How big is the TOR tent, tables etc and how does this compare to the 2010 show at the Eagles Nest?

The TOR itself will be under a huge tent and will encompass about 3500-4000 square feet. There is room for about 150 tables, which is a bit bigger than the show we had a Eagles Lodge in Fredericksburg in 2010, but I think about the size of both TOR’s combined.

I believe that there were just over 200 tables at the NOAC TOR this year, but I think that included some that were not used, or just used for a day or so by the various lodges for trading.

I think we’ll have enough space.

I know you have talked to a lot of the dealers about the show – what were some of their concerns and how have you brought them around?

I’m glad you asked, because most of the comments I have heard have been about the tent situation – concerns about weather, security, access, being on grass. Things like that.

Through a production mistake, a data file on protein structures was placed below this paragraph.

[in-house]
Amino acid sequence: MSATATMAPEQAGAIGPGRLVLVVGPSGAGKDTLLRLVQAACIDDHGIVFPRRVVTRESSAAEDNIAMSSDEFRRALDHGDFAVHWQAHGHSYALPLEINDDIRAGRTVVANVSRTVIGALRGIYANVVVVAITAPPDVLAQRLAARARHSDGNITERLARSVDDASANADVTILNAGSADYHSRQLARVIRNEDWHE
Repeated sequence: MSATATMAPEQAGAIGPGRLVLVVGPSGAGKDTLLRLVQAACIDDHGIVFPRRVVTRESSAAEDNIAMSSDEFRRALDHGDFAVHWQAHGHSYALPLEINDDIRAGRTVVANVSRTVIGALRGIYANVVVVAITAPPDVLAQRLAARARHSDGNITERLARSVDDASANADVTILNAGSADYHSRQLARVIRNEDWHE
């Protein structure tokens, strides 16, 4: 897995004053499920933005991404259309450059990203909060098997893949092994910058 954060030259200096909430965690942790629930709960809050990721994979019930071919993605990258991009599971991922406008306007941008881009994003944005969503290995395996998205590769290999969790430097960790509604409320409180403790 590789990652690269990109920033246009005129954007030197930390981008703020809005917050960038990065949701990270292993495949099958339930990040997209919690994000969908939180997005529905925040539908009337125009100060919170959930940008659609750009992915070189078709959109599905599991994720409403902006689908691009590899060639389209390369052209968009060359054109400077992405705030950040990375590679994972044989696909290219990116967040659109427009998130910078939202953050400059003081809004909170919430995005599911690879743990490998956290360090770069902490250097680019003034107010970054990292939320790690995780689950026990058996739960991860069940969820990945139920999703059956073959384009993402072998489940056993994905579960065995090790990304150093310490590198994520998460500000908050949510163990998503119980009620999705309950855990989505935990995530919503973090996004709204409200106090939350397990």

Let me take each of those in turn. It’s been a good while since Chris Jensen had that big Jamboree show in the 80’s or early 90’s under a tent, so many of our dealers are newer to the hobby and haven’t participated in a show that was not in a building. If you visited the OA museum at the 2010 Jamboree, you probably recall that enormous tent. While we may not be quite that upscale, we will certainly be protected from any rain or wind – the tent vendors assure us that they can install the tents such that it would take the biggest windstorm to knock us out. Couple that with being in the shelter of  the stadium itself and I think we’ll be OK.

As far as rain, the field drains very well. AS I said earlier, the field is crowned, which simply means that the center is higher than the edges, so that water drains off the field quickly.